In 1958–59 came the pantomimes Cinderella and Aladdin, and work on more films, such as set decorator for Expresso Bongo (1958), and interior set designer for Look Back in Anger (1959). He designed the musicals Half a Sixpence (1963) and Canterbury Tales (1967). His Canterbury Tales costume designs won him a Tony Award afterward the conduct yourself played upon Broadway in 1969. He was also nominated in the thesame category in 1966 for The Right Honourable Gentleman.

He designed higher than 50 major productions in all, up to four in a year, for directors such as Gielgud, Olivier, Helpmann, Richardson, Noël Coward, Joseph Losey and Wolf Mankowitz.

With Harry Tatlock Miller he produced books such as: Royal Album (1951), Undoubted Queen (1958) and Churchill (1959). There were also The Devil’s Marchioness (1957), the Folio Society’s King Richard II (1958) and Tiger at the Gates (1959).

Loudon Sainthill was a visiting theoretical of stage design at the Central School of Arts and Crafts, London in the mid-1960s.

His conclusive project was the designs for the hope sequence in Anthony Newley’s film Can Heironymus Merkin Ever Forget Mercy Humppe and Find True Happiness?. He had just completed this do its stuff when upon 10 June 1969 he died of a heart invasion at Westminster Hospital; he was buried at Ropley.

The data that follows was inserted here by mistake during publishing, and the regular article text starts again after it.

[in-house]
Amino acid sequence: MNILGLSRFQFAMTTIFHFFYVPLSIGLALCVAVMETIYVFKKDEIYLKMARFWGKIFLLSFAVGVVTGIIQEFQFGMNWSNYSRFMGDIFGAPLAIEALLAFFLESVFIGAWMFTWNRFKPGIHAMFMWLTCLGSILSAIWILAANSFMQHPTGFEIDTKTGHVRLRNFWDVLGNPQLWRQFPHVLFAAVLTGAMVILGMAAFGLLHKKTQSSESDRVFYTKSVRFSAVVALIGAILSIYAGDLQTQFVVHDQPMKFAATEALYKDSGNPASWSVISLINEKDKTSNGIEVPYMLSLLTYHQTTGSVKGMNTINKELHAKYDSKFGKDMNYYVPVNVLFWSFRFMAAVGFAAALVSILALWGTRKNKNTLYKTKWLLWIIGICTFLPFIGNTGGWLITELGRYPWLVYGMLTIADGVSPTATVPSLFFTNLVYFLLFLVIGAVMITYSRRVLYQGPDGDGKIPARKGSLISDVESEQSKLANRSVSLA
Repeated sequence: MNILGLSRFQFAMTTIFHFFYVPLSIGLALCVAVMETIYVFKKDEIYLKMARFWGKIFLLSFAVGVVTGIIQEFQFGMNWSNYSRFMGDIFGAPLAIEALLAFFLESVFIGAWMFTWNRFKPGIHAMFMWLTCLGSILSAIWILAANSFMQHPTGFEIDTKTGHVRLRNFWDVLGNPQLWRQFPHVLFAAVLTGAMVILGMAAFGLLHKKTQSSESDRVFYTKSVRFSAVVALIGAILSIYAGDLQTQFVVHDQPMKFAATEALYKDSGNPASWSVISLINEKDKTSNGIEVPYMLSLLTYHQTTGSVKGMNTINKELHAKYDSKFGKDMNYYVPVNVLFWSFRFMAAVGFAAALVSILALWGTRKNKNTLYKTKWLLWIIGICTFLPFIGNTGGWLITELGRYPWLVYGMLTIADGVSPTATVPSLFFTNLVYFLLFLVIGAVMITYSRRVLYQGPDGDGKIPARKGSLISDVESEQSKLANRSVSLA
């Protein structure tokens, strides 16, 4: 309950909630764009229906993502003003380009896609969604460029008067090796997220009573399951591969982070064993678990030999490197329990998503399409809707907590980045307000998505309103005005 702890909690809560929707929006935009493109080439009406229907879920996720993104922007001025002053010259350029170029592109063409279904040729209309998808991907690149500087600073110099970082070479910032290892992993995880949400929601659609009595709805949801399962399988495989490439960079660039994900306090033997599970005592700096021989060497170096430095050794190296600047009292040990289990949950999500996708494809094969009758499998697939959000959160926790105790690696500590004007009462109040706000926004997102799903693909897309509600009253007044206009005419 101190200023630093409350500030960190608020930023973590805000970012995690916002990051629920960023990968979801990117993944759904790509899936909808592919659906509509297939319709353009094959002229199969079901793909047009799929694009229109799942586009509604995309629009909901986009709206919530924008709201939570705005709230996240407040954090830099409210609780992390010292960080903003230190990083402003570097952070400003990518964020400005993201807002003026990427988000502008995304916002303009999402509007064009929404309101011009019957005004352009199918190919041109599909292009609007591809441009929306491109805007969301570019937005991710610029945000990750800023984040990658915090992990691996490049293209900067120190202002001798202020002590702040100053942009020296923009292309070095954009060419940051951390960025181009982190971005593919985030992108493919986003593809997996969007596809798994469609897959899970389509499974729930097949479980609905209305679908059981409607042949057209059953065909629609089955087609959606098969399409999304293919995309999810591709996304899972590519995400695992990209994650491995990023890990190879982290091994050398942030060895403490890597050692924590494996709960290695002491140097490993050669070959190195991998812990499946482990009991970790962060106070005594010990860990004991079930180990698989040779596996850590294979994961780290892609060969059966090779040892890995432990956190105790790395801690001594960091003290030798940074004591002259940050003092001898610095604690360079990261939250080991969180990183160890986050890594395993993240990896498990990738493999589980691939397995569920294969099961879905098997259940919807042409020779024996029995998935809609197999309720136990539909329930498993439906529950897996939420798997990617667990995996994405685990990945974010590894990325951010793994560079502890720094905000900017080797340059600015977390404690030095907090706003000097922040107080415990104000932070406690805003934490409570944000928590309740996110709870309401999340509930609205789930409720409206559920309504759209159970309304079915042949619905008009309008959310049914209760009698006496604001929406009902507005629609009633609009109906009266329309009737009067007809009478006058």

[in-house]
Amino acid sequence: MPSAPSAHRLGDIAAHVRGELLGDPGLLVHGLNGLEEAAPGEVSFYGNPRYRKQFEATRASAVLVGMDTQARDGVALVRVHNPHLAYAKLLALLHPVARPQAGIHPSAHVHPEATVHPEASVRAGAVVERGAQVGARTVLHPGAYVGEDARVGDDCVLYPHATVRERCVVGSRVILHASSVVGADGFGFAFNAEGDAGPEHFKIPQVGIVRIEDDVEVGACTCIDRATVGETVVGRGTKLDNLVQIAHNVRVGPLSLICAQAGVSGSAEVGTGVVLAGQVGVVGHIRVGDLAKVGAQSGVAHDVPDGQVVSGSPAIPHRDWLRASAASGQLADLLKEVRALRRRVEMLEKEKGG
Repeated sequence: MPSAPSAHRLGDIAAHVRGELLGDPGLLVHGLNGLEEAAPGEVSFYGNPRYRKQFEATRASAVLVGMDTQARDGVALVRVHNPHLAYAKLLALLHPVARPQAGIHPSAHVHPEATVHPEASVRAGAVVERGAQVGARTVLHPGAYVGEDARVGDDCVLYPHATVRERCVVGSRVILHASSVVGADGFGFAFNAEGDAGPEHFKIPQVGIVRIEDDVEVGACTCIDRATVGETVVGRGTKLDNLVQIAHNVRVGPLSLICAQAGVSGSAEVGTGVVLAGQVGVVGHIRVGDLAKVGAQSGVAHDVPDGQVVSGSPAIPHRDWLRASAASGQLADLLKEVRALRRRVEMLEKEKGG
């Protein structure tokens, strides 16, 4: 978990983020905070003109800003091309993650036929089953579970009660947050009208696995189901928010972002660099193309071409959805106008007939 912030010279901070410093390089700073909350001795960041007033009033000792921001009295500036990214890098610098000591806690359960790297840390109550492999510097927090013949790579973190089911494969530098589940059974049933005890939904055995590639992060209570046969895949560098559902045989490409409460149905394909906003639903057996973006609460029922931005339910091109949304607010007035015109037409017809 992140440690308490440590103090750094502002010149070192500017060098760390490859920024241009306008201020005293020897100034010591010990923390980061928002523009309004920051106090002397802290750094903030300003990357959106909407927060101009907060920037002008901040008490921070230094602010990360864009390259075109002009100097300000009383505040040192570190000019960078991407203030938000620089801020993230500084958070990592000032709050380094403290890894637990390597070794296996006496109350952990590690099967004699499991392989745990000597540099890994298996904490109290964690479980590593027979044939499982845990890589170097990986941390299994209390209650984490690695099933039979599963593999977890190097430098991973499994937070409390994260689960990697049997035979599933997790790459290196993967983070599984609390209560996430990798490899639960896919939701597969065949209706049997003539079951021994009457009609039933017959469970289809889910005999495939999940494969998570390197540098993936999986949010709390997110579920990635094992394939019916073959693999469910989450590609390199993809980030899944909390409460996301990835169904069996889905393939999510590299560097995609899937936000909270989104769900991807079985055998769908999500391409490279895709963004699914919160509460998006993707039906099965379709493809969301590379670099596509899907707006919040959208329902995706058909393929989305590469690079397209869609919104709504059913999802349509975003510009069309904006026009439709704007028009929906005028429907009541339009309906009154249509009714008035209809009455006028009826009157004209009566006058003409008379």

A scholarship named after him in 1973 (the Loudon Sainthill Memorial Scholarship Trust) was received by Harry Tatlock Miller, and it assists juvenile Australian designers to study abroad.

His pretense is held in the National Gallery of Australia, in many come clean and regional collections in Australia, and in the Victoria and Albert Museum, London.

In 1973, Bryan Robertson wrote and Harry Tatlock Miller edited, a memoir titled simply Loudon Sainthill (Hutchinson & Co Ltd, London, ISBN 9780091187309).

Sainthill’s papers were donated to the National Gallery of Australia by Harry Tatlock Miller in 1989. He died forward-thinking the thesame year.

A major retrospective of his act out was included in the 1991 Melbourne International Festival of the Arts.

In 2013, the College of Arts and Social Sciences of the Australian National University was awarded a inherit of $17,500 to publicize the first illustrated book upon Loudon Sainthill.